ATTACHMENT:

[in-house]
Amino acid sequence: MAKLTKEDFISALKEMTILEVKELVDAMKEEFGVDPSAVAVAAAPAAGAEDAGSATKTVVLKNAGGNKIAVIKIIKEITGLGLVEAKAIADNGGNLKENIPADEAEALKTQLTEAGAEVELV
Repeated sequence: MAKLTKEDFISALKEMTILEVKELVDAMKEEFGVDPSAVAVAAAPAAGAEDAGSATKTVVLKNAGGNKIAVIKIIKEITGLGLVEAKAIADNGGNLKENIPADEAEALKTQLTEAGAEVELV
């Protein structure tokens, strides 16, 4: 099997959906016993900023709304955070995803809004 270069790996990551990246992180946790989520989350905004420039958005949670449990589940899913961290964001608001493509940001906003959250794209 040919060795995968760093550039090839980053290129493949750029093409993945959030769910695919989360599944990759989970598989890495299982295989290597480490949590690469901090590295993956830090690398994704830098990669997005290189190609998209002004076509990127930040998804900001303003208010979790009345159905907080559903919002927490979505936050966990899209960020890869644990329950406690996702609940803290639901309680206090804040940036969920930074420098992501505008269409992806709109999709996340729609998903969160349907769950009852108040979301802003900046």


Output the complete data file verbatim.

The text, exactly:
[in-house]
Amino acid sequence: MAKLTKEDFISALKEMTILEVKELVDAMKEEFGVDPSAVAVAAAPAAGAEDAGSATKTVVLKNAGGNKIAVIKIIKEITGLGLVEAKAIADNGGNLKENIPADEAEALKTQLTEAGAEVELV
Repeated sequence: MAKLTKEDFISALKEMTILEVKELVDAMKEEFGVDPSAVAVAAAPAAGAEDAGSATKTVVLKNAGGNKIAVIKIIKEITGLGLVEAKAIADNGGNLKENIPADEAEALKTQLTEAGAEVELV
């Protein structure tokens, strides 16, 4: 099997959906016993900023709304955070995803809004 270069790996990551990246992180946790989520989350905004420039958005949670449990589940899913961290964001608001493509940001906003959250794209 040919060795995968760093550039090839980053290129493949750029093409993945959030769910695919989360599944990759989970598989890495299982295989290597480490949590690469901090590295993956830090690398994704830098990669997005290189190609998209002004076509990127930040998804900001303003208010979790009345159905907080559903919002927490979505936050966990899209960020890869644990329950406690996702609940803290639901309680206090804040940036969920930074420098992501505008269409992806709109999709996340729609998903969160349907769950009852108040979301802003900046």